Internet Safety– if you have not yet purchased an internet filter and your children are using a computer, please do so. There is a LOT of trash out there and children are accidentally exposed to things just by doing searches. Disney Circle sounds like it not only has filters, but also controls for times to be able to use devices, etc. I would also think about keeping all computers in a central area of your home so that you can keep an eye on what is on the screen. I am not saying to hover over them and that your child is not trustworthy, but you want to protect those gifts as much as possible. ūüôā

Have a great day!

~ Lisa ~



Nature journals

Living here in Ohio is wonderful because we have four seasons and we can take advantage of the days by observing how plants, animals, and weather changes as the seasons pass. I think it is important for children to be outside as often as possible, for as long as possible.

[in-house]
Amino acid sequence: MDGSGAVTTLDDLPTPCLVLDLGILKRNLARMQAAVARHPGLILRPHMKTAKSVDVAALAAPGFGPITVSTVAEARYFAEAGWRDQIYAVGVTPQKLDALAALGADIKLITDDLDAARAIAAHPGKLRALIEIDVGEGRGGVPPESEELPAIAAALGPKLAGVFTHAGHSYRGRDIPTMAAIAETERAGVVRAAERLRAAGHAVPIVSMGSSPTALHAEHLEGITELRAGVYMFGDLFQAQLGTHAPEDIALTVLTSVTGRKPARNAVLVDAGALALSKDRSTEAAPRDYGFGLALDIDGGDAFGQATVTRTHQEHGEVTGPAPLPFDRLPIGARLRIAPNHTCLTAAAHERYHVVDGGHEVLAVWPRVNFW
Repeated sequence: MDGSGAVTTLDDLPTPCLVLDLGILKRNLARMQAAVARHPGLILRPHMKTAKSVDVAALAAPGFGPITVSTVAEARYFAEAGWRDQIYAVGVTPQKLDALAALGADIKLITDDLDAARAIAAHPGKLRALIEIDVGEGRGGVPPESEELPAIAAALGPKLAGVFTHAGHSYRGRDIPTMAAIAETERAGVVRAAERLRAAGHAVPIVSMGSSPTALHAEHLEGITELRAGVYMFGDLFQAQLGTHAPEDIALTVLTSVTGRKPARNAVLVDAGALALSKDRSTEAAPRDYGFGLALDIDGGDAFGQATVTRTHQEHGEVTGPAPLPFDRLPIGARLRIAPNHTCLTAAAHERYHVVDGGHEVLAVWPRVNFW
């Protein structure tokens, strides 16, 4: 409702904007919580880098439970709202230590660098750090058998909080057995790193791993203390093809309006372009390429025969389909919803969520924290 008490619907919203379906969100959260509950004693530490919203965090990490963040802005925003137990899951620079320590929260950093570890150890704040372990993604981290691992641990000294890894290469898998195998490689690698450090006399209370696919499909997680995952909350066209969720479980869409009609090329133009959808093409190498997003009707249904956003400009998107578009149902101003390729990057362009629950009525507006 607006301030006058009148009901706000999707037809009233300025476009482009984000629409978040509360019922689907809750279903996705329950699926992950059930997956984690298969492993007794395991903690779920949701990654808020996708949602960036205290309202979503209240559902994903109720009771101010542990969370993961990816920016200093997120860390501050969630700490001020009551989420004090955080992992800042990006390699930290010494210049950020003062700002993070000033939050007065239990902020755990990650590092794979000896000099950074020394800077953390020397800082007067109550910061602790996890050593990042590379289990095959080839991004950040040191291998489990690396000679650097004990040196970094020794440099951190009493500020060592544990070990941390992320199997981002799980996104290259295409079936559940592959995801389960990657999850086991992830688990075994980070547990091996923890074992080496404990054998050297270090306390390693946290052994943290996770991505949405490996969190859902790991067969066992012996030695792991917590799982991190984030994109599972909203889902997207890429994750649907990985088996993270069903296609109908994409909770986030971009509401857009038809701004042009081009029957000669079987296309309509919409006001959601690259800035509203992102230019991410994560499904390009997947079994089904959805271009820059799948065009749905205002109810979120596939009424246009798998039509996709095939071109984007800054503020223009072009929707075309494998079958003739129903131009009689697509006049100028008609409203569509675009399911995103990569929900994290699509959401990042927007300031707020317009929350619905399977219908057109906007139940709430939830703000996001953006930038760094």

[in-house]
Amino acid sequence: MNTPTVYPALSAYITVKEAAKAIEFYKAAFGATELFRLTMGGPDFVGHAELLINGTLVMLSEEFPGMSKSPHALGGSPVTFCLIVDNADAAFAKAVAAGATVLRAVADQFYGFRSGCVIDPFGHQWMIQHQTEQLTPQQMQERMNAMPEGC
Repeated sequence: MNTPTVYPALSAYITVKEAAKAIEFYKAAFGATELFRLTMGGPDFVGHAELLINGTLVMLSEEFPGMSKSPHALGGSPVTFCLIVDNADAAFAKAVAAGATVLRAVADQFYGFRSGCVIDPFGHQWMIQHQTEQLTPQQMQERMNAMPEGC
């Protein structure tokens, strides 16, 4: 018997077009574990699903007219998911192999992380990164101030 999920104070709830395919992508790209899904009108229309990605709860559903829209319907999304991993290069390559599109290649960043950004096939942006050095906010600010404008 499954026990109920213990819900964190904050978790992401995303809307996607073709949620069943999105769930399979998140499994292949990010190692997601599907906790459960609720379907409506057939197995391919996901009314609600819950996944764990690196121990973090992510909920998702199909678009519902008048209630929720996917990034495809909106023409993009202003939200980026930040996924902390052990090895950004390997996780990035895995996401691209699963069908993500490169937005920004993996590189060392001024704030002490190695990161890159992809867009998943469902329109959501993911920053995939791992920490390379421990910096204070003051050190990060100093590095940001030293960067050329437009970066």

One idea for your children to do something outside is to keep a nature journal. These journals are a way to not only observe, but also to write, take notes, draw, and respond to the world around them.  This can be done seasonally, weather permitting. I found some great resources to help you get started with this and explain it in more detail.

Keeping a Nature Journal, Clare Walker LeslieScreen Shot 2018-05-28 at 5.32.50 PM

Here is a blog post that describes what a nature journal is and how-to steps by Rhythms of Play